On Wednesday, Iowa ended its title as the only state in the nation to impose a lifetime voting ban on people with felony convictions when Governor Kim Reynolds signed an executive order restoring voting rights. The order automatically reinstated the right to vote to Iowans who have completed their felony sentences, excluding those convicted of […]
The Supreme Court upheld a lower court order on Friday that will prohibit thousands of formerly incarcerated people in Florida from voting. In 2018, the Florida electorate voted to amend the constitution to allow felons to vote. Felons who finished their parole or probation periods would be eligible, but felons convicted of murder or sexual […]
Today, over a million people are eligible to register to vote in Florida after voters passed Florida Amendment 4 in the November midterms, allowing ex-felons the right to vote. In the 2018 midterms, Florida voters overwhelmingly voted in favor of Amendment 4, which re-instated voting rights to convicted felons as long as they have completed […]
Stacey Abrams, the 2018 Georgia Democratic gubernatorial candidate, is leading a lawsuit that aims to reform Georgia’s voting system as a whole. The lawsuit argues that the overall effect of the various voting regulations and policies is that voters, especially voters of color, are prevented from casting their ballot. The issues the lawsuit targets specifically […]
Feminist Majority Foundation (FMF) student organizers across Michigan are working on six college campuses to turnout the vote in favor of Propositions 2 and 3, two ballot measures that would help promote and protect statewide voting rights. “At their core, Propositions 2 and 3 are about equal representation and access. Both will promote racial and […]
Five Prairie View A&M students, with the aid of the NAACP, are suing Waller County, Texas, arguing that the county’s decision not to allow early voting at the HBCU is suppressing the majority black and student populations’ ability to vote. While early voting officially began this past Monday in Texas, early voting at the Prairie […]
The US Court of Appeals for the Fifth Circuit upheld a lower court ruling blocking a restrictive Texas voter ID law as a violation of the Voting Rights Act.
These measures would disproportionately impact people of color, women, young people, and the elderly, and could hurt their chances of voting in the 2016 elections.
A state court judge on Tuesday refused to order the Georgia Secretary of State to add some 40,000 voters to the voter rolls, potentially disenfranchising thousands of African Americans and other people of color in the state.
North Carolina will begin state-wide early voting on Thursday, and unlike the 2012 presidential election, many students across the state will have no polling place on-campus, making it more difficult for students to exercise their right to vote.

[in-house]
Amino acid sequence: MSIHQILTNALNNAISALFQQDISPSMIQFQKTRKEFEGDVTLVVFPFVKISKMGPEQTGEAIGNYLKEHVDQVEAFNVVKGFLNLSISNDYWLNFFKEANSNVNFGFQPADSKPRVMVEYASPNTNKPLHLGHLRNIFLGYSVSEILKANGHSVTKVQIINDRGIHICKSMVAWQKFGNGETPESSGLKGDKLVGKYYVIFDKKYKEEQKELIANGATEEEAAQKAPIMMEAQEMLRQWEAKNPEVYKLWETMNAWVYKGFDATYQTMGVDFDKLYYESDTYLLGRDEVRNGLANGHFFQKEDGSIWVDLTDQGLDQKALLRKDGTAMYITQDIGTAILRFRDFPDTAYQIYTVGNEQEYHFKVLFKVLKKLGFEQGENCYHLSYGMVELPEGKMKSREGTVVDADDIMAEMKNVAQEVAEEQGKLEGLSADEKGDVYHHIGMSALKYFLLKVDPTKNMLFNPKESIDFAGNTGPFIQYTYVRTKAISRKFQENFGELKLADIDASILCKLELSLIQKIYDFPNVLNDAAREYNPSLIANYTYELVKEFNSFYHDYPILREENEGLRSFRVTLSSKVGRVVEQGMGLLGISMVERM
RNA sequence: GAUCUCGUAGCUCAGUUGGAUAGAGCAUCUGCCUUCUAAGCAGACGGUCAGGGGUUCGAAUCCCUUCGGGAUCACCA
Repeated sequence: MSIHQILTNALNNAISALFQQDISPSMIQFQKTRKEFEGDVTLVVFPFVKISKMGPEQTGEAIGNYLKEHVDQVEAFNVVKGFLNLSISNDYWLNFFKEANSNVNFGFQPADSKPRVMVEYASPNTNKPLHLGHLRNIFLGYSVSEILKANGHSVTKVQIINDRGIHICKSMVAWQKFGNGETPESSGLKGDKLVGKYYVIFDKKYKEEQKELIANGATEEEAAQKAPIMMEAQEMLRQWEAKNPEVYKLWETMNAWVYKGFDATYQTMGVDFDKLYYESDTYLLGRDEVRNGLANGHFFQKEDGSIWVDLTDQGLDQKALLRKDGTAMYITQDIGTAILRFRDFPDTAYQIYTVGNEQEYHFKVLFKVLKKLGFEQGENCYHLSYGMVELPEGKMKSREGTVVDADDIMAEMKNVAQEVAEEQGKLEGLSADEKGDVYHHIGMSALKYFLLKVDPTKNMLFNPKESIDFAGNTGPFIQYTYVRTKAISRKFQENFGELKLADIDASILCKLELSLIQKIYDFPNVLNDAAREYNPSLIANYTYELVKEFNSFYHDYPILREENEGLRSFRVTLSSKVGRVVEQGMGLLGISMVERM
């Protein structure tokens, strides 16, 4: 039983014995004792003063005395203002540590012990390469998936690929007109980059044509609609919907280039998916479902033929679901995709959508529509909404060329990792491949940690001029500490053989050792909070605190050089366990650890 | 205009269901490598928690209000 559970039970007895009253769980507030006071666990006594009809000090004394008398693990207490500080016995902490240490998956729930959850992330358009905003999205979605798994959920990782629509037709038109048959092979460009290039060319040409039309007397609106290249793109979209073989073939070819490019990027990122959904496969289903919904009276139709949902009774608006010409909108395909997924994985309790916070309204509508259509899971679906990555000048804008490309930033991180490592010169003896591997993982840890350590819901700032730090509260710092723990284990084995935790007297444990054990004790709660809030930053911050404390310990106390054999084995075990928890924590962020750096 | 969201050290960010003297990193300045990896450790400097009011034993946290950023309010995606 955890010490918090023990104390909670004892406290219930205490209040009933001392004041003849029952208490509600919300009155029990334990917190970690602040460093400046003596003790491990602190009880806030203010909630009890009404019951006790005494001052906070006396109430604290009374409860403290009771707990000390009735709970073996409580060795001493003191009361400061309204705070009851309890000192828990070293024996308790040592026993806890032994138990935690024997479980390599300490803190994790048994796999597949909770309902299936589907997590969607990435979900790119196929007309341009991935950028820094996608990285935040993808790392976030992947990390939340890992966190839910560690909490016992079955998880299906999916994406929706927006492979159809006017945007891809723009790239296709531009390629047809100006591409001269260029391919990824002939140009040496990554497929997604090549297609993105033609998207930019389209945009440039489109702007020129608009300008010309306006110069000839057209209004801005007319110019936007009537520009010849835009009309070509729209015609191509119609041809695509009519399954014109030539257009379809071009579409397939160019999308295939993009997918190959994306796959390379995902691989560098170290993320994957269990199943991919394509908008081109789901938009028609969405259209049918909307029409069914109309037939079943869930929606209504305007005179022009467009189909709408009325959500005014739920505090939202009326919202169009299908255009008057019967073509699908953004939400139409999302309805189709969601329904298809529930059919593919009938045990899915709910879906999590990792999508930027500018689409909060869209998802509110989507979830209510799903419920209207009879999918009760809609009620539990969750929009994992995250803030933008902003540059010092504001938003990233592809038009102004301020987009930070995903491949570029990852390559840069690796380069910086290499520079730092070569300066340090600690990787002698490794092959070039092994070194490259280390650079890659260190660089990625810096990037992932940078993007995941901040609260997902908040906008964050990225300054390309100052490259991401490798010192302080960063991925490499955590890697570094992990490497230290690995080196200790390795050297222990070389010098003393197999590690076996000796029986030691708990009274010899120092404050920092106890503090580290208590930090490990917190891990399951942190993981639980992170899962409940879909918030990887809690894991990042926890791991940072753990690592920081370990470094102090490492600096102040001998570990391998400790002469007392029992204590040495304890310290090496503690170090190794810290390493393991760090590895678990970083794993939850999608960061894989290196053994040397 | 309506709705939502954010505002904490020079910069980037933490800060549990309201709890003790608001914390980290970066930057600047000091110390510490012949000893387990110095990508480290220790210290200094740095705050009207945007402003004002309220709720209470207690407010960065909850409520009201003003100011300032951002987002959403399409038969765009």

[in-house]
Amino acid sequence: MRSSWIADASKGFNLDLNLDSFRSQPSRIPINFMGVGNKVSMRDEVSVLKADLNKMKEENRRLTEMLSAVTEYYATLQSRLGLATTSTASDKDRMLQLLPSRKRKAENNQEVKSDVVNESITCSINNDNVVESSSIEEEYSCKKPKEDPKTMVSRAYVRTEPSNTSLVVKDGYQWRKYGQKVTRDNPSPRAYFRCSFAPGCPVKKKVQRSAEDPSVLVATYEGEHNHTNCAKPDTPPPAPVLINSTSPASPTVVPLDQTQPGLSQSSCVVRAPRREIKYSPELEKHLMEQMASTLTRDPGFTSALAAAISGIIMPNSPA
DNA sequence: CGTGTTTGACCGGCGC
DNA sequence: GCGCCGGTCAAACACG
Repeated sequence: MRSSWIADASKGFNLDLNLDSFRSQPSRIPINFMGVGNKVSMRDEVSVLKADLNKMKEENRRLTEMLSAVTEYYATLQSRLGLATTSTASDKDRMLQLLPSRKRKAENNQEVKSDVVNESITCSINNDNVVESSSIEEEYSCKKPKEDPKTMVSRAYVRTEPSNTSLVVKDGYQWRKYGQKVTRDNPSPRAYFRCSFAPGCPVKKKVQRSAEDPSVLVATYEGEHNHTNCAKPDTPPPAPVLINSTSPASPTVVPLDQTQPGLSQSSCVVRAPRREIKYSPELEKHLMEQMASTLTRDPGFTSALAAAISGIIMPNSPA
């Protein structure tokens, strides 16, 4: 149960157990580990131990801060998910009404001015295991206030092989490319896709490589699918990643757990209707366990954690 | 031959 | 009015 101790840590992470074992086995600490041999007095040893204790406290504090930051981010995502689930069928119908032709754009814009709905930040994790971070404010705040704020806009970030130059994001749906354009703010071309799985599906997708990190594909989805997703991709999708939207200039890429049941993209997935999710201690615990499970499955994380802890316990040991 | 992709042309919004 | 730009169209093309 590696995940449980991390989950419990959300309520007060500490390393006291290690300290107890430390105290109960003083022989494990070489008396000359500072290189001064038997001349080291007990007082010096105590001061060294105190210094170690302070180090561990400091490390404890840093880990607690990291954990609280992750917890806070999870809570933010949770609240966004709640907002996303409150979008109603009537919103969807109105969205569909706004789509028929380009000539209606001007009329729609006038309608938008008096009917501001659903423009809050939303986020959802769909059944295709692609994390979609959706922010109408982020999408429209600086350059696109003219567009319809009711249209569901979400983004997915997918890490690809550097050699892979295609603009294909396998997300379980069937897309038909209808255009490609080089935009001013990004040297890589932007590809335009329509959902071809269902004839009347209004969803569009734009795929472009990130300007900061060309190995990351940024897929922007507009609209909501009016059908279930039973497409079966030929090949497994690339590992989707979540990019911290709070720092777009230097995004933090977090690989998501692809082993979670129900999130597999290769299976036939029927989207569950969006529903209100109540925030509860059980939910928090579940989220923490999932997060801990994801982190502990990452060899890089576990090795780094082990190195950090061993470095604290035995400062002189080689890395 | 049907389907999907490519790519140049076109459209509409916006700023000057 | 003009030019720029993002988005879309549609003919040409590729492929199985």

Justice Ruth Bader Ginsburg issued a blistering dissent after a ruling by the US Supreme Court this weekend threatened to disqualify more than half a million Texas voters from early voting.
The US Court of Appeals for the Fifth Circuit ruled yesterday that Texas could enforce its strict Voter ID law, despite a lower court’s finding that the law was discriminatory and would likely suppress the votes of African Americans and Hispanics in Texas.
With less than a month before the November 4 elections, courts are weighing in on voting rights across the nation.
A federal appeals court blocked North Carolina’s effort to end same-day voter registration and out-of-precinct voting – methods disproportionately used by minority voters – overturning a decision by a lower court just last month.
Less than 24 hours before the start of Ohio’s would-be voting period, the Supreme Court blocked efforts to restore a full seven days of early voting in the state, marking a win for the Republican-controlled legislature that enacted the new voting restrictions.
A federal judge on Friday refused to grant civil rights groups and the US Department of Justice a preliminary injunction against a North Carolina voter suppression measure, signed into law by Republican Governor Pat McCrory last year.
The Wisconsin Supreme Court ruled Thursday to uphold laws that significantly decreased collective bargaining rights for workers and require photo identification at the polls.
North Carolina college students are joining the NAACP, the American Civil Liberties Union (ACLU) and the US Department of Justice in a challenge to restrictive state voting laws that they argue violate the 26th Amendment.
A restrictive voter identification law took effect in Texas yesterday – the same day that early voting for the state’s November 5 elections began – despite an ongoing lawsuit by the Department of Justice to stop it.